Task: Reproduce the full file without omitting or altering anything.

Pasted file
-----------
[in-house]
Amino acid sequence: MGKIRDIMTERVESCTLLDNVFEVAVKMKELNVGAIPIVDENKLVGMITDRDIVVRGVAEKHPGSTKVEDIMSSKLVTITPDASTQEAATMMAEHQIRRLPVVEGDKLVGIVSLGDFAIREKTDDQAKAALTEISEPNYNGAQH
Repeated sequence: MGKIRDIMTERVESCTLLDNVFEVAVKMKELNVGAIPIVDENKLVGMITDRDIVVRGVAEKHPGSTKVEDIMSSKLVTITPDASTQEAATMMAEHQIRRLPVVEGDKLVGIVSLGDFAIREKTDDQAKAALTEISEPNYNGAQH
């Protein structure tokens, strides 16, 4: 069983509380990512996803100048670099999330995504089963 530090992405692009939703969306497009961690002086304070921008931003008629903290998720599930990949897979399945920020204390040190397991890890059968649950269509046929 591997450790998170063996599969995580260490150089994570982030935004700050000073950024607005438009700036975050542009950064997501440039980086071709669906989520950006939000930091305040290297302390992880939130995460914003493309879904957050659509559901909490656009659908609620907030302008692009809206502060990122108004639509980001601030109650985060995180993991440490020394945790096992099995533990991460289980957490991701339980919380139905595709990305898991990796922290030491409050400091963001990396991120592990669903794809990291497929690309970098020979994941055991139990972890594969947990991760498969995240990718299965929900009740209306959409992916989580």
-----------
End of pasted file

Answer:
[in-house]
Amino acid sequence: MGKIRDIMTERVESCTLLDNVFEVAVKMKELNVGAIPIVDENKLVGMITDRDIVVRGVAEKHPGSTKVEDIMSSKLVTITPDASTQEAATMMAEHQIRRLPVVEGDKLVGIVSLGDFAIREKTDDQAKAALTEISEPNYNGAQH
Repeated sequence: MGKIRDIMTERVESCTLLDNVFEVAVKMKELNVGAIPIVDENKLVGMITDRDIVVRGVAEKHPGSTKVEDIMSSKLVTITPDASTQEAATMMAEHQIRRLPVVEGDKLVGIVSLGDFAIREKTDDQAKAALTEISEPNYNGAQH
């Protein structure tokens, strides 16, 4: 069983509380990512996803100048670099999330995504089963 530090992405692009939703969306497009961690002086304070921008931003008629903290998720599930990949897979399945920020204390040190397991890890059968649950269509046929 591997450790998170063996599969995580260490150089994570982030935004700050000073950024607005438009700036975050542009950064997501440039980086071709669906989520950006939000930091305040290297302390992880939130995460914003493309879904957050659509559901909490656009659908609620907030302008692009809206502060990122108004639509980001601030109650985060995180993991440490020394945790096992099995533990991460289980957490991701339980919380139905595709990305898991990796922290030491409050400091963001990396991120592990669903794809990291497929690309970098020979994941055991139990972890594969947990991760498969995240990718299965929900009740209306959409992916989580």